Around the city...
Blaine offers a new kind of community service
Those looking to complete community service hours may be able to warm some hearts in the process.
That’s because the city of Blaine is now offering a program allowing individuals to work off community service hours by knitting squares for afghans to be donated to the nation’s homeless shelters, nursing homes, battered women shelters and day care centers.
Luane Cranfeild, a probation officer for Blaine, said she started the program when she found an ad in Sunset Magazine for Warm Up America!, a Wausau, Wisconsin-based non-profit organization, that was looking for volunteers to knit afghan blankets.
“The defendant feels good because they’re able to do something good in their own home at their own pace and we serve a worthwhile organization by being able to help people who are a little less fortunate,” she said.
Since July, Cranfeild said two Blaine residents have signed up for the program, crocheting one afghan and approximately 80 squares – almost enough to create two afghans.
“With only two people, we’ve done pretty well, but if people like to crochet, this is certainly a worthwhile project and you can knit us five or you can knit us 100,” Cranfeild said, adding that the program is particularly suited for elderly or mentally unstable individuals.
“In this particular case, we had some people with some mental issues, some anxiety disorders, and yet this was something they could do in their home,” she said. “We have to have an alternative for some of those people who don’t fit the mold.”
Luane said others members
of the community are welcome to participate in the program
but donations of yarn are sorely needed. Donations of completed
squares should be 7 by 9-inches and either knitted or crocheted.
Cranfeild said any material may be used, but she recommends
acrylic because it can be washed. For more information,
County responds to road closure concerns
Whatcom County public works director Jeff Monsen responded last week to Birch Bay Village residents’ concerns regarding a new roadway between Birch Point Road and Semiahmoo Parkway.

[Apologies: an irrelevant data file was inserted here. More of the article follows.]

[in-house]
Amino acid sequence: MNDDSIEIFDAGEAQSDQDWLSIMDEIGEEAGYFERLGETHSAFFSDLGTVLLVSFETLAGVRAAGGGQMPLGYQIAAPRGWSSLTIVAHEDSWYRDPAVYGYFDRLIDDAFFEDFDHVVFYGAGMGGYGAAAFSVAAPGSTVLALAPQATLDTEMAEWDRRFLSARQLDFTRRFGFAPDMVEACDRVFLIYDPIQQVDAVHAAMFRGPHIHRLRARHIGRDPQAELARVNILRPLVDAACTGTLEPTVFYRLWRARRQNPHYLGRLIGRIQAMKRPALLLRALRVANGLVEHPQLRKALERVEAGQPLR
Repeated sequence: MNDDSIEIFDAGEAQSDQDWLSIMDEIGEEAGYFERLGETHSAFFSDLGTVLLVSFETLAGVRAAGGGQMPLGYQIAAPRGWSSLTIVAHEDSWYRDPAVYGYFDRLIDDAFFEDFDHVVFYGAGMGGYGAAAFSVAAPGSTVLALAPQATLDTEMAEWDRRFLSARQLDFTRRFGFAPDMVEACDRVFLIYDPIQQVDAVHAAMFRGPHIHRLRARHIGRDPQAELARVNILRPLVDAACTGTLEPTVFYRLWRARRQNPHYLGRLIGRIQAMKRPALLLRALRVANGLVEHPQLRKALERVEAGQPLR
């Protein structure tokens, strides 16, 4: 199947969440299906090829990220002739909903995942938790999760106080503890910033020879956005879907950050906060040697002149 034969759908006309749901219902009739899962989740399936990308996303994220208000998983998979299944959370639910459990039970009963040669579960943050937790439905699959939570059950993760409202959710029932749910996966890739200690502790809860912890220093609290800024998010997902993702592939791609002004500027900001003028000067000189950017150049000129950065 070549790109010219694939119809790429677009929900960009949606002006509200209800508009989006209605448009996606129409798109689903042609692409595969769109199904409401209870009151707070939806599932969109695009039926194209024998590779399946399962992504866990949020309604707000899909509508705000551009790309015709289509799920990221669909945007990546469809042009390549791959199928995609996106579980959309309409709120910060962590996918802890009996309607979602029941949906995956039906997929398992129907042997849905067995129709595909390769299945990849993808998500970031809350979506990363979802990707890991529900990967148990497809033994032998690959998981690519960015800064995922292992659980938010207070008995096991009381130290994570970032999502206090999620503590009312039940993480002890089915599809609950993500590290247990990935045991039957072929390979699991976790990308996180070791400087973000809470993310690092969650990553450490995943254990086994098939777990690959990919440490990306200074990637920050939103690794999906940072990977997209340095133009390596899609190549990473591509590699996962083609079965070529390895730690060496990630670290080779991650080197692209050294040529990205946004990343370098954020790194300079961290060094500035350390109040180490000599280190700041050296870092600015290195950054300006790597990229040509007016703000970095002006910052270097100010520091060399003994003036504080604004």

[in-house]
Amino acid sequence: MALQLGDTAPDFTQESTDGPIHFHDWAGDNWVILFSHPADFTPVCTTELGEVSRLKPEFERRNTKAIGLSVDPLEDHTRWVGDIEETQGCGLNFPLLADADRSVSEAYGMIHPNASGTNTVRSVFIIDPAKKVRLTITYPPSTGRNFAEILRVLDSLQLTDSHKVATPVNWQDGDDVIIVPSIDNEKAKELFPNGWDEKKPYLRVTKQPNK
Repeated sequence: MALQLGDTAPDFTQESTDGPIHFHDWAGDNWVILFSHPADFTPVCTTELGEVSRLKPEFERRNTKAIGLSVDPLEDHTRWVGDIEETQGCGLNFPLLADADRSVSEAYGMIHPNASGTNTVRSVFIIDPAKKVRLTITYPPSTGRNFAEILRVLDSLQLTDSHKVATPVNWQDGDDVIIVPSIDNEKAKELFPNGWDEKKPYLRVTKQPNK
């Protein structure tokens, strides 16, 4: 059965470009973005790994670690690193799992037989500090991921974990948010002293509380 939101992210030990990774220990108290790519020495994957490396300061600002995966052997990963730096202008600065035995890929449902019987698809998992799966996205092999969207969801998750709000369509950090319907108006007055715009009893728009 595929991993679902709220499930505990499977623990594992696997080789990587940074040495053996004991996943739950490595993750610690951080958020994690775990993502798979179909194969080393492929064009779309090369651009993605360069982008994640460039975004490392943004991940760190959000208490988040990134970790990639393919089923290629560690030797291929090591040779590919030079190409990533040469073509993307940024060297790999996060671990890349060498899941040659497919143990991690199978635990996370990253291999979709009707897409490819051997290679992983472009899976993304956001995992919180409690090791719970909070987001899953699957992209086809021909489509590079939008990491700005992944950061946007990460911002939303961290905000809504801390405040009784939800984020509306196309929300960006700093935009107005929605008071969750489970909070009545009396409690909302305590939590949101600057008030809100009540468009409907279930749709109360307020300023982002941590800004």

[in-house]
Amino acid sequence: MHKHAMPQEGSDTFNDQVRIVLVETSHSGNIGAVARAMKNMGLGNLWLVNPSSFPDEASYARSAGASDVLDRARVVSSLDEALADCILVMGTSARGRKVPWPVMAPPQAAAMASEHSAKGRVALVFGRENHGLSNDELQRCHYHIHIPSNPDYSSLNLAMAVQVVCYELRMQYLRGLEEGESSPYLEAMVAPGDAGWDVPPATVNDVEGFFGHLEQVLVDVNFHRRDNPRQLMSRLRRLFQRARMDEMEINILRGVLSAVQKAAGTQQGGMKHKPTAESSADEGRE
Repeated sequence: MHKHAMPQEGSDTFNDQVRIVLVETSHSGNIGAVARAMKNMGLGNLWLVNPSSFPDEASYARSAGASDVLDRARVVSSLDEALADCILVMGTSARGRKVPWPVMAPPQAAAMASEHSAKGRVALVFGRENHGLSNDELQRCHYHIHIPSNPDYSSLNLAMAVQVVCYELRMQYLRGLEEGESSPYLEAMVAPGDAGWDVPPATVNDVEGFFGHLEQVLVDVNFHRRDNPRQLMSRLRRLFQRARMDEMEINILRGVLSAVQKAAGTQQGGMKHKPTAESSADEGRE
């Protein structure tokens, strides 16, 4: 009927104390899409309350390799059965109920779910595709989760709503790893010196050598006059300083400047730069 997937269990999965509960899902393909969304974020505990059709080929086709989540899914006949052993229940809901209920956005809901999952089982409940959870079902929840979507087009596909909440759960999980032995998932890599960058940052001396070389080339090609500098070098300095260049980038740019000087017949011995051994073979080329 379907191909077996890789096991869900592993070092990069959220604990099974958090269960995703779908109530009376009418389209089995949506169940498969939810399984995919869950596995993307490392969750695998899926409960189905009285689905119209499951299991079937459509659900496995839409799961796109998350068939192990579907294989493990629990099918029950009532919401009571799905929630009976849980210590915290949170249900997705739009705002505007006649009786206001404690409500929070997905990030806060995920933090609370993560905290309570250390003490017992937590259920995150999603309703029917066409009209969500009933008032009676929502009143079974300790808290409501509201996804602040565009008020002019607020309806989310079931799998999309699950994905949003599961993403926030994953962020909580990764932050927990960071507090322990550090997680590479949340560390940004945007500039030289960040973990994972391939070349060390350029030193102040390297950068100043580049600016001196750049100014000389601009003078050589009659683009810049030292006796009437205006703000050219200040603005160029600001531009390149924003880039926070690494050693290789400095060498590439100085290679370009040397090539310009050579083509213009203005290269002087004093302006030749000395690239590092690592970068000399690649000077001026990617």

Monsen said a number of residents have voiced concerns over access to Birch Point Road and certain parts of Birch Bay Drive.
In a letter to Birch Bay Village residents dated October 24, Monsen denied that Birch Point Road has been closed permanently, adding that the construction of a new connector road has been in the county’s comprehensive plan for more than 20 years.
“There are going to be some temporary closures as part of the construction of the new waterlines, sewer lines, draining courses, and road construction as relating to the Horizon’s development, but once it’s all done, Birch Point Road will re-open,” he said.
In the meantime, traffic is being routed onto Selder Road north onto a temporary road that connects to Semiahmoo Parkway and back to Birch Point Road, he said. The project should be completed in three weeks.
Monsen also denied claims that a stormwater pond just north of the community is part of Fred Bovenkamp’s development.
“There appears to have been some confusion about stormwater ponds, the largest of the two services the new Horizon’s project and shouldn’t create a problem for the residents of Birch Bay Village,” he said. “The second is a relatively small one that will be adjacent to Birch Bay Village, the design of which will capture water that flows into Birch Bay Village, intercept it, and pipe it away from the village.”